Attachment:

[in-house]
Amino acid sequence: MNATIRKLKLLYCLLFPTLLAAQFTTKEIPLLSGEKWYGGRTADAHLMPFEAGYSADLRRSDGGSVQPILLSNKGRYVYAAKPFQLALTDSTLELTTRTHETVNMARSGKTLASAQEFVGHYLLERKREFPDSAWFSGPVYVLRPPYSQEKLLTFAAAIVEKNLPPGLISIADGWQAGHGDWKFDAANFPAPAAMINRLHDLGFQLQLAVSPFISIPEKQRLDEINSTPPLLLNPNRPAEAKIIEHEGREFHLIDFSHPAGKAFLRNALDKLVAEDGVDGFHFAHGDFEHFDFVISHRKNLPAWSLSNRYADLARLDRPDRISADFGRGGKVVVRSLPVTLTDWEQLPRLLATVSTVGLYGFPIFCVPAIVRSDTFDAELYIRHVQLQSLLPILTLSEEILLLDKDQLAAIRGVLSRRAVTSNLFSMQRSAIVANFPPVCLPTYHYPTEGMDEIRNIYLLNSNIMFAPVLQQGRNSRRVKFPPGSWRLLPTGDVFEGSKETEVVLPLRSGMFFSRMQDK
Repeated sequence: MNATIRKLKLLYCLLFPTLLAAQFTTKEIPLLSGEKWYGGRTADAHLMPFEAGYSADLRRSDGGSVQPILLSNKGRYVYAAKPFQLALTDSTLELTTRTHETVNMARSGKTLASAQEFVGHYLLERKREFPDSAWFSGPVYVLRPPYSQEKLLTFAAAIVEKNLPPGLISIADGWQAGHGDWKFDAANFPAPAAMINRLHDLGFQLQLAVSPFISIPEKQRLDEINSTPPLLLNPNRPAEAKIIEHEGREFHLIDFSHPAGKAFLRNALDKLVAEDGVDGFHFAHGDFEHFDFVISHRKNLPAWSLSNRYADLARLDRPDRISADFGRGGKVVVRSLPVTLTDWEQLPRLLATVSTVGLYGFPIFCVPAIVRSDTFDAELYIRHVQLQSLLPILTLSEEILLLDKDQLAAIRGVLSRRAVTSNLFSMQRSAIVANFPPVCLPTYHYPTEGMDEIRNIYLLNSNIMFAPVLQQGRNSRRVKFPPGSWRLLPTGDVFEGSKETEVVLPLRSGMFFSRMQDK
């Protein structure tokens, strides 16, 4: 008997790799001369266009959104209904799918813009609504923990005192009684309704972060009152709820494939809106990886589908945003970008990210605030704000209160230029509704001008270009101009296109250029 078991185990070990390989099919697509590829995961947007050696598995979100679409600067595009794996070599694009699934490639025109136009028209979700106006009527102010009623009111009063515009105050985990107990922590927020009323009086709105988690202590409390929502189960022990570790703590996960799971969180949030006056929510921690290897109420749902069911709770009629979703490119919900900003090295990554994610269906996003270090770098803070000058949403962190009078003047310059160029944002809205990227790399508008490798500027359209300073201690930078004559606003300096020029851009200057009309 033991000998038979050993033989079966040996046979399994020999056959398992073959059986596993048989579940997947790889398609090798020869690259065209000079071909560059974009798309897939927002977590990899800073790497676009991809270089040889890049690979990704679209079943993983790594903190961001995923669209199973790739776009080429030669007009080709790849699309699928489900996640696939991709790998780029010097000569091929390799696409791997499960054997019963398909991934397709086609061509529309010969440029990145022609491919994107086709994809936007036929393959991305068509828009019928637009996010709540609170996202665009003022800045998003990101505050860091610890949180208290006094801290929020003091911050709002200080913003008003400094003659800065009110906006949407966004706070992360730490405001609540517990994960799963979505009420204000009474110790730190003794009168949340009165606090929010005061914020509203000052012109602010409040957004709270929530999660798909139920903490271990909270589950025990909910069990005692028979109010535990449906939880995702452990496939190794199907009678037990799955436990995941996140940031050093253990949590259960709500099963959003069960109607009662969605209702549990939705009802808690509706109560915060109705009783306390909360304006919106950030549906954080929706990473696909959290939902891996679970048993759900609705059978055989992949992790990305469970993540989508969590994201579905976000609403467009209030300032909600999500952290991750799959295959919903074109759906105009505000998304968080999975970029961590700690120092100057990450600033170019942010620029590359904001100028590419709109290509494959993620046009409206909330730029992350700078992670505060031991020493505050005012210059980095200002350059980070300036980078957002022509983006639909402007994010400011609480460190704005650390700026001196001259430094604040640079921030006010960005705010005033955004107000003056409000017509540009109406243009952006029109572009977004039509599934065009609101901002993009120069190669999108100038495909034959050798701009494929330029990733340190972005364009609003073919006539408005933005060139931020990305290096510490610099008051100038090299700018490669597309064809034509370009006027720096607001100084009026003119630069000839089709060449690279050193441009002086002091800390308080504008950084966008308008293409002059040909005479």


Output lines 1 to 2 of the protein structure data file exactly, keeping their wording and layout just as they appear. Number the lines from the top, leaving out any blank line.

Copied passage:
[in-house]
Amino acid sequence: MNATIRKLKLLYCLLFPTLLAAQFTTKEIPLLSGEKWYGGRTADAHLMPFEAGYSADLRRSDGGSVQPILLSNKGRYVYAAKPFQLALTDSTLELTTRTHETVNMARSGKTLASAQEFVGHYLLERKREFPDSAWFSGPVYVLRPPYSQEKLLTFAAAIVEKNLPPGLISIADGWQAGHGDWKFDAANFPAPAAMINRLHDLGFQLQLAVSPFISIPEKQRLDEINSTPPLLLNPNRPAEAKIIEHEGREFHLIDFSHPAGKAFLRNALDKLVAEDGVDGFHFAHGDFEHFDFVISHRKNLPAWSLSNRYADLARLDRPDRISADFGRGGKVVVRSLPVTLTDWEQLPRLLATVSTVGLYGFPIFCVPAIVRSDTFDAELYIRHVQLQSLLPILTLSEEILLLDKDQLAAIRGVLSRRAVTSNLFSMQRSAIVANFPPVCLPTYHYPTEGMDEIRNIYLLNSNIMFAPVLQQGRNSRRVKFPPGSWRLLPTGDVFEGSKETEVVLPLRSGMFFSRMQDK